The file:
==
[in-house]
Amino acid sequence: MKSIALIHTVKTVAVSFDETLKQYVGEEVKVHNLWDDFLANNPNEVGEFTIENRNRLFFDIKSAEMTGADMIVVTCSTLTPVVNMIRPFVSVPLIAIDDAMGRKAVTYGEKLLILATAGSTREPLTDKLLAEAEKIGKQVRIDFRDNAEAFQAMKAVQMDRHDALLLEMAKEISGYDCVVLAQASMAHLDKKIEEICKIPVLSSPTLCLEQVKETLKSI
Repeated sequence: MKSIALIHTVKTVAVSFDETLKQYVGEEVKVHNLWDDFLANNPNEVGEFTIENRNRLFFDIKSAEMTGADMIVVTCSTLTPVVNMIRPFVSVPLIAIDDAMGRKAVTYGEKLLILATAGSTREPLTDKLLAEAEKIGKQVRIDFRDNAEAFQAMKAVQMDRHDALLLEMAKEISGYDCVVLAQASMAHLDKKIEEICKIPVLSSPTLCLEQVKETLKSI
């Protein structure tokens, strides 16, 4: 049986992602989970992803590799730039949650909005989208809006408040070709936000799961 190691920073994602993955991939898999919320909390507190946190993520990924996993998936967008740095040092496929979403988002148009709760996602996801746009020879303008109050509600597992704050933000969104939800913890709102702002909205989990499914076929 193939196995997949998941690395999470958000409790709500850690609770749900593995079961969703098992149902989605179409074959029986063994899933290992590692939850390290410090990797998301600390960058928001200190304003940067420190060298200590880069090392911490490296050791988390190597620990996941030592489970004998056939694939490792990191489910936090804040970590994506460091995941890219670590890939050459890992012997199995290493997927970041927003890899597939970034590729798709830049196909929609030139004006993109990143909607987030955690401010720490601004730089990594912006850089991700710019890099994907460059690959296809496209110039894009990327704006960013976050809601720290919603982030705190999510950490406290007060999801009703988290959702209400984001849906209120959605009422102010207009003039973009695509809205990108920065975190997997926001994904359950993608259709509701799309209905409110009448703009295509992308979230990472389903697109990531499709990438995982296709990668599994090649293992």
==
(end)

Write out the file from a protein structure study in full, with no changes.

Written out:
[in-house]
Amino acid sequence: MKSIALIHTVKTVAVSFDETLKQYVGEEVKVHNLWDDFLANNPNEVGEFTIENRNRLFFDIKSAEMTGADMIVVTCSTLTPVVNMIRPFVSVPLIAIDDAMGRKAVTYGEKLLILATAGSTREPLTDKLLAEAEKIGKQVRIDFRDNAEAFQAMKAVQMDRHDALLLEMAKEISGYDCVVLAQASMAHLDKKIEEICKIPVLSSPTLCLEQVKETLKSI
Repeated sequence: MKSIALIHTVKTVAVSFDETLKQYVGEEVKVHNLWDDFLANNPNEVGEFTIENRNRLFFDIKSAEMTGADMIVVTCSTLTPVVNMIRPFVSVPLIAIDDAMGRKAVTYGEKLLILATAGSTREPLTDKLLAEAEKIGKQVRIDFRDNAEAFQAMKAVQMDRHDALLLEMAKEISGYDCVVLAQASMAHLDKKIEEICKIPVLSSPTLCLEQVKETLKSI
């Protein structure tokens, strides 16, 4: 049986992602989970992803590799730039949650909005989208809006408040070709936000799961 190691920073994602993955991939898999919320909390507190946190993520990924996993998936967008740095040092496929979403988002148009709760996602996801746009020879303008109050509600597992704050933000969104939800913890709102702002909205989990499914076929 193939196995997949998941690395999470958000409790709500850690609770749900593995079961969703098992149902989605179409074959029986063994899933290992590692939850390290410090990797998301600390960058928001200190304003940067420190060298200590880069090392911490490296050791988390190597620990996941030592489970004998056939694939490792990191489910936090804040970590994506460091995941890219670590890939050459890992012997199995290493997927970041927003890899597939970034590729798709830049196909929609030139004006993109990143909607987030955690401010720490601004730089990594912006850089991700710019890099994907460059690959296809496209110039894009990327704006960013976050809601720290919603982030705190999510950490406290007060999801009703988290959702209400984001849906209120959605009422102010207009003039973009695509809205990108920065975190997997926001994904359950993608259709509701799309209905409110009448703009295509992308979230990472389903697109990531499709990438995982296709990668599994090649293992």